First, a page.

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Old 07-16-2003, 12:51 PM   #1
Realedazed
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Hope this makes since. Sometimes, I'm not good with words.

I've played a few MUDs where their where several languages. Some races had their own languages and some classes did also. Now, in the two main games I play now there is to identical debates. Should all languages be something accessable to all characters.

In the main game I play, we have several racial languages. When there are many of my race around, I prefer to to speak in my own tongue. I do this espeically since my character is snobby and doesn't care for those not of her race. I guess I'm just selfish or something, but I can't stand when someone not of my race can understand me. I can see if they have reasons to learn the language, but if they learn it just to be nosy, in annoys me,

In my opinion I think it takes away from the uniqueness of the race. I don't know. What about you guys?
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Old 07-16-2003, 02:10 PM   #2
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For a spy character, it makes somewhat sense that they would acquire the skills to learn another racial language. And, of course, I suppose the argument could be made that anyone could spend the time, energy and cost of learning a new language. However, if it's too acessible, then it somewhat defeats the purpose of having racial languages. On the other hand, perhaps certain languages have a telepathic component or unique physical requirements that make it only possible for members of that race to communicate.

One idea, depending on if the coder is willing to do this, is if learning a racial language does not confer complete understanding, rather like listening to a drunken speak. For example:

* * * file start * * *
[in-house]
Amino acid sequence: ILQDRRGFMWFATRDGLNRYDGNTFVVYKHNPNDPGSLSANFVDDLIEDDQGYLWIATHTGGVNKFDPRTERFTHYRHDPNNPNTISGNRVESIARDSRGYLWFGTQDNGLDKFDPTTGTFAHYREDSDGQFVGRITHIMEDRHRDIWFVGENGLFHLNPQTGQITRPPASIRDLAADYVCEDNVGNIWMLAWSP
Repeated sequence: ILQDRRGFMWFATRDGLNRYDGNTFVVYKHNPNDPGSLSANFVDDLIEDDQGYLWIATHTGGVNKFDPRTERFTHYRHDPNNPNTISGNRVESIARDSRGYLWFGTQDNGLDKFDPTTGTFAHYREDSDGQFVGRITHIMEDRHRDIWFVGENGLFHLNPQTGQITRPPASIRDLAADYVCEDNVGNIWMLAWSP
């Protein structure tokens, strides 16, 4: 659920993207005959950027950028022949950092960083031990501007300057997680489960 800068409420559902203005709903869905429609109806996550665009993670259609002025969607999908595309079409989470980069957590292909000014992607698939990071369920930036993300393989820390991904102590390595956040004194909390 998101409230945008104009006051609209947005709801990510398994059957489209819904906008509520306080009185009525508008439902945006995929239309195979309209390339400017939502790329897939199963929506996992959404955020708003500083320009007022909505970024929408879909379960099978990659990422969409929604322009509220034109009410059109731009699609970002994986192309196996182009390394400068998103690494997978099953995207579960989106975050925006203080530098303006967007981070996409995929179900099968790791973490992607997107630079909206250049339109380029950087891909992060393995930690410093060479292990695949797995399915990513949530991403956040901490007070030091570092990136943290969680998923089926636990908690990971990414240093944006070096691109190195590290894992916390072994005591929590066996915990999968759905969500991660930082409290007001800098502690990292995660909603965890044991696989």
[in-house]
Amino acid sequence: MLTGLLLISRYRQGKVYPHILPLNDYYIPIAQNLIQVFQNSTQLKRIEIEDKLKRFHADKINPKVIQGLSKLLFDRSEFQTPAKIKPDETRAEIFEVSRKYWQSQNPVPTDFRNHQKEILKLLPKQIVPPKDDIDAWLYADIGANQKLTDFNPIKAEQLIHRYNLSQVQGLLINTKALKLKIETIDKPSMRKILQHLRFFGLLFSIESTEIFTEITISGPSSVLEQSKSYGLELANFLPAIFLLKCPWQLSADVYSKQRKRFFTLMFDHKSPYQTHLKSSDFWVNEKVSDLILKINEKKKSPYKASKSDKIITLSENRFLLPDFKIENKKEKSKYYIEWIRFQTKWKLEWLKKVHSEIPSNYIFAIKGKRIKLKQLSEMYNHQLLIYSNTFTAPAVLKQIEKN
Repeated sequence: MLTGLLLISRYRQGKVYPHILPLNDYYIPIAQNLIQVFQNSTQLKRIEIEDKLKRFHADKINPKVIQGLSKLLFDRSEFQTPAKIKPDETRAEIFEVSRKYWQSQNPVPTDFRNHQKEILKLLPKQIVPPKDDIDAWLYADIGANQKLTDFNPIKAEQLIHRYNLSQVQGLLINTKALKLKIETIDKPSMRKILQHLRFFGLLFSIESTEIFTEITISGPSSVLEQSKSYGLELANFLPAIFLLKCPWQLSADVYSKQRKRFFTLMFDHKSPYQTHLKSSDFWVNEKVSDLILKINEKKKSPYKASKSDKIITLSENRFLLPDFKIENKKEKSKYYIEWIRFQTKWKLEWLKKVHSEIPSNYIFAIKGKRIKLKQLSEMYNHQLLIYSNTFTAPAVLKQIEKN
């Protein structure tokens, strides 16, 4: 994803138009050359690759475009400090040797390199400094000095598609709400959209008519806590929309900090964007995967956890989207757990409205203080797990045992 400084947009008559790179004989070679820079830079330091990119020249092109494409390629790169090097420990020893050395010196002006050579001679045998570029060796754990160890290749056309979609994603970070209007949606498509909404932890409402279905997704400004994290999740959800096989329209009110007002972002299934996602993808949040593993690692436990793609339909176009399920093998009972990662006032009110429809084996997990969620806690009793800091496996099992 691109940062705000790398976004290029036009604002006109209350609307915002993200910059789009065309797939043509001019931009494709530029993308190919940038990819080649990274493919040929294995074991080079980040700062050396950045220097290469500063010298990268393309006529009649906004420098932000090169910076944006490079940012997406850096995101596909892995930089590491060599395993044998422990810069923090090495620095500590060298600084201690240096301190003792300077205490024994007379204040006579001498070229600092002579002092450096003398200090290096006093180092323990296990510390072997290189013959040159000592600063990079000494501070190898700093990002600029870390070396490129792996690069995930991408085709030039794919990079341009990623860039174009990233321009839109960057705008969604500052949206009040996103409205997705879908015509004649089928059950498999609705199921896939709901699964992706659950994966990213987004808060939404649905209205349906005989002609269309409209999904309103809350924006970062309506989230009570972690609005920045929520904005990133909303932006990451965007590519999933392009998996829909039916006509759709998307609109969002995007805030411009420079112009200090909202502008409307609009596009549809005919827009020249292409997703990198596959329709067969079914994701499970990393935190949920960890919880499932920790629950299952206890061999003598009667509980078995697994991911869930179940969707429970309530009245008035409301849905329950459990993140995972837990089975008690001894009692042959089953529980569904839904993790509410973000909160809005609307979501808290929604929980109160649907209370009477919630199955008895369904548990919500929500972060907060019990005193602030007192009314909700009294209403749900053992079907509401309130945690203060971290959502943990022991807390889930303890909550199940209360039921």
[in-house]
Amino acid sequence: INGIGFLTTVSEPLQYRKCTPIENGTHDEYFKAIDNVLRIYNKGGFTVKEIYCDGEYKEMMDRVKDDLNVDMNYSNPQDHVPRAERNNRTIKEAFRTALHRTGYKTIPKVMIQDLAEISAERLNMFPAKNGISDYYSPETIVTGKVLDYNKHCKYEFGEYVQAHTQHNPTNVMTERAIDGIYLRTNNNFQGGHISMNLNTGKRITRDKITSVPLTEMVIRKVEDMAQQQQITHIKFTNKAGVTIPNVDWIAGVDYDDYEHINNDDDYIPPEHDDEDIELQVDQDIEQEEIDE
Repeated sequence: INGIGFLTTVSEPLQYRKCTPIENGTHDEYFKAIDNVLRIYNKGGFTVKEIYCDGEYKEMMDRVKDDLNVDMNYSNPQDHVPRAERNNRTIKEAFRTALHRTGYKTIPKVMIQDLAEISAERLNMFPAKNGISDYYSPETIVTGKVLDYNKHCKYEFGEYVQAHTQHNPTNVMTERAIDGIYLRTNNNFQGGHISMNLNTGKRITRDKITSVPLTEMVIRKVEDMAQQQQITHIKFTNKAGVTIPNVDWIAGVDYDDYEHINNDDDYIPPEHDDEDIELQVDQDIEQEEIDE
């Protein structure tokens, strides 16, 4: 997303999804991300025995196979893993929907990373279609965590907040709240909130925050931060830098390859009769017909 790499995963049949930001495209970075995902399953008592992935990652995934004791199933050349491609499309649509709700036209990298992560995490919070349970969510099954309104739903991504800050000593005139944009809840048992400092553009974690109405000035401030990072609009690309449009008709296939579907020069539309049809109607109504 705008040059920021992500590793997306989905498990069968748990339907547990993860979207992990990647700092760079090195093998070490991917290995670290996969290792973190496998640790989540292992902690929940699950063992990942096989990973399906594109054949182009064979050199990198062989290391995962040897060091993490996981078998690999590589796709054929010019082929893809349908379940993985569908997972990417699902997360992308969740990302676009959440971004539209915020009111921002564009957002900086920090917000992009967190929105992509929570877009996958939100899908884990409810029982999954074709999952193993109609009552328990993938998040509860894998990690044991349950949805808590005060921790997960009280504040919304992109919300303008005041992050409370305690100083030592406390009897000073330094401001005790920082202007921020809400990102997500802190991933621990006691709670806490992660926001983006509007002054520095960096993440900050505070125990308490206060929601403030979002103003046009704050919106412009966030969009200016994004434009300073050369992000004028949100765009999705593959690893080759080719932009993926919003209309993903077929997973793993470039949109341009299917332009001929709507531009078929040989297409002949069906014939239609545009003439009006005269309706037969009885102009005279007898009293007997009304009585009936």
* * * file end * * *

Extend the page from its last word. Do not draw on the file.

TROLL: Boy, howdy, that giant in the woods sure has some bad breath!

NON-TROLL WHO LEARNS TROLL HEARS: Bbbogrrr, howdy, thaggrr Griahhhnt in da Wdddrs sgrrr has some brrrd breath!

Thus, listening to trollish would be difficult but not impossible (and subject to misinterpretation) and require the player who's being nosy to spend a bit of effort.
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Old 07-17-2003, 11:11 AM   #3
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On the mud I play, it's entirely possible for everyone to learn every language, however most people don't bother because there's more important things to do, and people rarely speak their native tongues in public anyway. It's a skill-based mud, so your skill in the language determines how much of someone's speech you understand. It's possible to become fluent in any language, but it takes a LOT of work (For example, my current char knows a lot of languages, but isn't fluent in any of them, and I've been playing her over a YEAR. Of course, languages are also something I don't work on that often.)

Some languages are rare and/or semi-secret though, mainly the languages of races that you can't play unless you get put into a body of that race (i.e. you can't start out as one). Knowing these languages tends to add to your prestige, however most people don't go around bragging that they know them, because then everyone would beg them to teach them the language and they don't want to, they want to keep it semi-rare. Sometimes people even trade rare languages like they'd trade spells.

On another mud, there's a language known only to a group known as Templars. It's perfectly learnable by anyone else, however I'd imagine very few outside the group ever learn it because if the Templars ever found out, they'd kill them or somesuch. And no self-respecting Templar would voluntarily teach it to an outsider, so if it was ever found out who taught the outsider, the teacher as well as the student would get punished.